Movies had been keeping me company all weekends that I embrace sobriety. So the Ben Barnes adoration continues with Stardust and Bigga Than Ben. He had a minimal role in Stardust as Young Dunstan but I enjoyed the movie and it’s now listen on my favorites. I’ll look for a copy of the book and a decent DVD for collections sake. Had I known that movies would be a good way to get myself into reading, I should’ve stuffed my face with ’em long before. By before, I mean college when most of my days were wasted getting wasted.
Director: Suzie Halewood
Stars: Ben Barnes, Andrey Chadov and Ovidiu Matesan
Bigga than Ben is based on Bol’she Ben, the best-selling diaries of Pavel Tetersky and Sergei Sakin. It is a dark comedy about two self-confessed ‘pieces of Moscow scum’, Cobakka (Ben Barnes) and Spiker (Andrei Chadov), who came to London to earn money. It’s not long before they realize that, legally, they aren’t going to get very far so they seek the help of Artash (Ovidiu Matesan), who taught them how to shoplift, rip off banks, joyride on the tube and turn mobile phones into crack. After a while, life begins to turn sour. Spiker badly misses his girlfriend back in Moscow and slips into serious addiction. Artash spent their money and Cobakka finds himself forced into making some life-changing decisions.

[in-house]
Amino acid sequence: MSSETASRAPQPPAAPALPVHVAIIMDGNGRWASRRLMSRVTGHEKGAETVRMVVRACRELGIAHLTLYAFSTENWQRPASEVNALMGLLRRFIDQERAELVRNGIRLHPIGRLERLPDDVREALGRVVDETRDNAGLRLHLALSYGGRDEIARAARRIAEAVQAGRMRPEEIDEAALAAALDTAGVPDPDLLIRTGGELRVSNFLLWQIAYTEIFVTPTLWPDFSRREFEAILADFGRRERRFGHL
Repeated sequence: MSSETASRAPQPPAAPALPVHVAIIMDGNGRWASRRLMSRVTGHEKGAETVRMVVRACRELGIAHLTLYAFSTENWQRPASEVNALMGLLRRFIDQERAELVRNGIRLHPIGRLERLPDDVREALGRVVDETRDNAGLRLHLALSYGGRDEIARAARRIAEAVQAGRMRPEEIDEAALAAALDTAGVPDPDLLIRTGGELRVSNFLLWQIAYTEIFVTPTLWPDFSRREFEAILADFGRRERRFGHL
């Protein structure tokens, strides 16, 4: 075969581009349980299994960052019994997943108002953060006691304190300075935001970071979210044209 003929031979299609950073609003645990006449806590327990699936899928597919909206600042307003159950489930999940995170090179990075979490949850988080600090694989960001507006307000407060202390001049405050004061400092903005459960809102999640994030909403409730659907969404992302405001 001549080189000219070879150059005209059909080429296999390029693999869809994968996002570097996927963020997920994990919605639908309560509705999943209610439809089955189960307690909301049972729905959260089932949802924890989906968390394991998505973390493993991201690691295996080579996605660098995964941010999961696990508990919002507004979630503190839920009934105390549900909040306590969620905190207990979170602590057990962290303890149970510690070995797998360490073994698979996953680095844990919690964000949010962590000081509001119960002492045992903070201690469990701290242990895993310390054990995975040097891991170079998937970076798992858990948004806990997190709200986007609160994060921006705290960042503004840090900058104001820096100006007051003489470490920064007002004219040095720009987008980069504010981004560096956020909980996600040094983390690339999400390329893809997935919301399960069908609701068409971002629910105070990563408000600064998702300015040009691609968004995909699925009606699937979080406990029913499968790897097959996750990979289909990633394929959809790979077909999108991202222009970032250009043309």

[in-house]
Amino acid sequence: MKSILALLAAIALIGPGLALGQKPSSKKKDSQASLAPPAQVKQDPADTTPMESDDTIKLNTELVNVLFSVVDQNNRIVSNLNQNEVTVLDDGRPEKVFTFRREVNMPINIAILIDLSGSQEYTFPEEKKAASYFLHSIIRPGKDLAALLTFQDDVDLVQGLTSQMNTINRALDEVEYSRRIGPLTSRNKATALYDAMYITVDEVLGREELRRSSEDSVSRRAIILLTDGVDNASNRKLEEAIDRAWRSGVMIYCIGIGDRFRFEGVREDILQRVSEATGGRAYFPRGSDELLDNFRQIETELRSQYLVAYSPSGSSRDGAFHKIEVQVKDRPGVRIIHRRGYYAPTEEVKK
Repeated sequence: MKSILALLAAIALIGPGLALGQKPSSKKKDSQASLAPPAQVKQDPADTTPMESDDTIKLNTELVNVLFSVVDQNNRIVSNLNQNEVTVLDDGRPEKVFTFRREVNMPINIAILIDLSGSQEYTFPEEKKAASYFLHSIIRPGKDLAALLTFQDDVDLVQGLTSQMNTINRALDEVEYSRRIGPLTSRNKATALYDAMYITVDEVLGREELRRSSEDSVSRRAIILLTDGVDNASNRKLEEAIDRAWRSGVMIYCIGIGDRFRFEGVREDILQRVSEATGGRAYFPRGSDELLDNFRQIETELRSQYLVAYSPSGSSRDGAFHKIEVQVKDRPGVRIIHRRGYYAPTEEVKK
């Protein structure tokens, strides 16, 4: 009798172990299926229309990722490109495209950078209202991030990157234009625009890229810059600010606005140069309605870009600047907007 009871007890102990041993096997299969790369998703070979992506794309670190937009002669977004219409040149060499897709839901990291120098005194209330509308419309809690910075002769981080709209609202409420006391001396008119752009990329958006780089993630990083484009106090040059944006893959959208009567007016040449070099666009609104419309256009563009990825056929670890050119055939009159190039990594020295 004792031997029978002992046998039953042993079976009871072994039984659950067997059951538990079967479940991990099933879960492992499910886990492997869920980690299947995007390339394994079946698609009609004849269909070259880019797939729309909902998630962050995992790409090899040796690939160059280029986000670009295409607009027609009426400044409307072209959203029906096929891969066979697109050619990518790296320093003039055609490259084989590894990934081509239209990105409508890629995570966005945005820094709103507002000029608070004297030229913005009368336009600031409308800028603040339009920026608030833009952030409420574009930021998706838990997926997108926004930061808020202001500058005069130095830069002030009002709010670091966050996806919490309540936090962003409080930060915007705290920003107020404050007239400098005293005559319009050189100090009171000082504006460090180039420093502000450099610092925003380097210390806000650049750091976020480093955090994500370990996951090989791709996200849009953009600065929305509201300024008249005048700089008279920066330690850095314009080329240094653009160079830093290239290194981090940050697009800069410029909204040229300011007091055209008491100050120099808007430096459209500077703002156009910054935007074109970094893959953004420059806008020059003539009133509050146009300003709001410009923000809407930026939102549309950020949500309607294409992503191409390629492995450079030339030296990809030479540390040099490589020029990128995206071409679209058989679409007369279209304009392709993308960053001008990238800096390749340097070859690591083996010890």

When they went to London, or foggy Albion as they call it, Cobakka and Spiker couldn’t care less about challenging stereotypes about immigrants but they ended up doing it. Despite their desperate situation, they didn’t want to be referred to as refugees. The two admitted that in Russia they are racist, but after doing some dirty jobs and getting stoned with people of all nationalities, their minds seem to broaden. Cobakka who narrates the events seemed to have learned much from all their misadventures.
The whole movie is hilarious and my favorite parts are (1) when Cobakka and Spiker struggles to deal with an employer who speaks in a different language (2) when Cobakka tried hitting on a girl in a bookstore (3) when Cobakka gets mad at a park and there were three homeless men just staring at him.
There is this scene, which was inserted out of the blue, where Artash demonstrates how to cook heroin. I laughed out loud but I don’t think it’s funny, in real life. It was only included to emphasize how Spiker succumbed to drugs.
The friends’ experiences in surviving London was served in an angle where the audience will be thorn between sympathizing and laughing at them. The situations presented are so real. It’s good that the film managed to maintain its realistic roots, and in a fresh and funny way.
Bigga Than Ben presents a rough guide on how not to make it big in London. Also, it shows the non-glamorous sides of London and defies the stereotype that anyone can get rich in Britain by ripping off the system.
Both Barnes and Chadov gave marvelous performances. I am amazed on how Ben Barnes could change accents, although his Brit accent’s still obvious. Slow clap for the director, scriptwriters and actors!